# An Example: Asset Allocation with Investment Funds

## Assets and Funds

To see the power of matrix operations, we consider an important example -- the choice of a portfolio of investment funds designed to achieve a desired asset allocation.

Assume that an Analyst has identified three major asset classes:

```   DomBds:  Domestic Bonds
DomStx:  Domestic Stocks
ForStx:  Foreign Stocks
```

Three Funds are available for investment:

```   FundA
FundB
FundC
```

After considerable work, the Analyst has estimated the exposures of each fund to each of the three asset classes. For present purposes, think of these as the funds' allocations of money among the asset classes. The results of the analysis are summarized in matrix A:

```             FundA   FundB   FundC
DomBds    0.60    0.20    0.00
DomStx    0.40    0.50    0.30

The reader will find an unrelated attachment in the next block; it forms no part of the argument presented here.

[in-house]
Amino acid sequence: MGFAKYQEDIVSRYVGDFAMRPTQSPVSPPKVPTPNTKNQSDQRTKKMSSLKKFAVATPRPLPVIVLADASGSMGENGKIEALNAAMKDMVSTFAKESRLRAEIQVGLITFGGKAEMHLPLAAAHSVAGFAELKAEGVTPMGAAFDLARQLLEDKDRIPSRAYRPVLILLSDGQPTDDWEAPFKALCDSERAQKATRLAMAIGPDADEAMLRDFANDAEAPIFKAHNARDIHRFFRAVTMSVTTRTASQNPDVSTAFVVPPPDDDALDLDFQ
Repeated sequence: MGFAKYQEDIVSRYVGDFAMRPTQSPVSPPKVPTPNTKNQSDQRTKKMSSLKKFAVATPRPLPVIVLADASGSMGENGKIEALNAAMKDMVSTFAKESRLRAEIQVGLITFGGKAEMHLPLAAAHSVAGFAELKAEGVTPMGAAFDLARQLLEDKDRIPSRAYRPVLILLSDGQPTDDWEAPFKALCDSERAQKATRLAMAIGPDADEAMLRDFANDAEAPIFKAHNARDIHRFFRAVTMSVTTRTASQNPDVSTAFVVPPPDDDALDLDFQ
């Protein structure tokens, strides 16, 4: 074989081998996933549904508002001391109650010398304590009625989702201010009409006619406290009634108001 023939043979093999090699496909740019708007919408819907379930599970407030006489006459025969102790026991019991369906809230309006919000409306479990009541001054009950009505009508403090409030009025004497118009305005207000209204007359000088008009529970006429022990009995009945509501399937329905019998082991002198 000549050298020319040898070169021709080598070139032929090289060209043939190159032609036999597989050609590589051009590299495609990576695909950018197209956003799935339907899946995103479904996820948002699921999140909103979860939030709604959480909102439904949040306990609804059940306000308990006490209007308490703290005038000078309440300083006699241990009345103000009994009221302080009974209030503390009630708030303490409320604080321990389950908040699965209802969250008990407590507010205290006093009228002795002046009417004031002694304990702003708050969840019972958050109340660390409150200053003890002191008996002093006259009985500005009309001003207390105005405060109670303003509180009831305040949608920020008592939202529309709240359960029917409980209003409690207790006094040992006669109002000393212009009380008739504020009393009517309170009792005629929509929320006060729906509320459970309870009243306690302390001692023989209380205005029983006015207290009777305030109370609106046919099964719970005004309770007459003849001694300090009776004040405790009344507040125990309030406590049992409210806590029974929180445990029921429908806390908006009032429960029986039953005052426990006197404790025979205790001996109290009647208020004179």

ForStx    0.00    0.30    0.70
```

Thus FundA has 60% of its money in Domestic Bonds and 40% in Domestic Stocks; Fund B has 20% in Domestic Bonds, 50% in Domestic Stocks, and 30% in Foreign Stocks, etc..

## The Current Portfolio

At the moment, the Investor has 20% of her money invested in FundA, 30% in FundB and 50% in FundC. This is shown in vector x:

```    FundA    0.20
FundB    0.30
FundC    0.50
```

## The Current Allocation

What is the Investor's current allocation among the three major asset classes? The answer can be found by simply multiplying matrix A by vector x. The required MATLAB statement is:

```    b = A*x
```

This provides the result:

```    DomBds    0.18
DomStx    0.38
ForStx    0.44
```

Thus her portfolio has 18% in Domestic Bonds, 38% in Domestic Stocks and 44% in Foreign Stocks.

Note the dimensions associated with this calculation:

```    A {assets*funds) * x (funds*1) ===> b {assets*1}
```

The inner dimensions are the same, as they must be. And the dimensions of the result are, as usual, the outer dimensions of the two operands.

## Obtaining a Desired Allocation

What if the Analyst, after conferring with the Investor, decided that it would be better to allocate the assets differently, with 15% in Domestic Bonds, 35% in Domestic Stocks and 50% in Foreign Stocks? How should money be divided among the investment funds to achieve this goal?

To begin, create vector bb {assets*1}, with the desired allocation: